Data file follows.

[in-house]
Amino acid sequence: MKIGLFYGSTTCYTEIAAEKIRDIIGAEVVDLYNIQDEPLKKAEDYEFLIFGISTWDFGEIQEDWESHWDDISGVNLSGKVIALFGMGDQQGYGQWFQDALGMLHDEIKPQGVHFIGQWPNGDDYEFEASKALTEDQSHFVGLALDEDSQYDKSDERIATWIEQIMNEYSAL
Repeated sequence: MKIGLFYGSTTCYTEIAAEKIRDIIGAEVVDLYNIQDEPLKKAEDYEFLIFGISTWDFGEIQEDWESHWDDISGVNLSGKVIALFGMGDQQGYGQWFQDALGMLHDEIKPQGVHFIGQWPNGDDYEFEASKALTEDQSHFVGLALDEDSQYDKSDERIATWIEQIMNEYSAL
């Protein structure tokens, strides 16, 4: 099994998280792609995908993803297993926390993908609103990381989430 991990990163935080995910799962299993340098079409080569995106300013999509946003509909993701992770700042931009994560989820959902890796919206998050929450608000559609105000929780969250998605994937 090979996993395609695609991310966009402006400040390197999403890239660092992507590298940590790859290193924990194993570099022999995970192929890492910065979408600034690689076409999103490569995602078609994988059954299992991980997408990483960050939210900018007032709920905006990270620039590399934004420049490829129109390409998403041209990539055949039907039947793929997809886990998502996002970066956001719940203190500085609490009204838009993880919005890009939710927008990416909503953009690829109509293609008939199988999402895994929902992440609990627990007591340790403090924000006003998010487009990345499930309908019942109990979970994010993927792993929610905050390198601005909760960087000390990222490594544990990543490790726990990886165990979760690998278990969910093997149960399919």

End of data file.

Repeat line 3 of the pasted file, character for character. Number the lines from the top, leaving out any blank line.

Repeated sequence: MKIGLFYGSTTCYTEIAAEKIRDIIGAEVVDLYNIQDEPLKKAEDYEFLIFGISTWDFGEIQEDWESHWDDISGVNLSGKVIALFGMGDQQGYGQWFQDALGMLHDEIKPQGVHFIGQWPNGDDYEFEASKALTEDQSHFVGLALDEDSQYDKSDERIATWIEQIMNEYSAL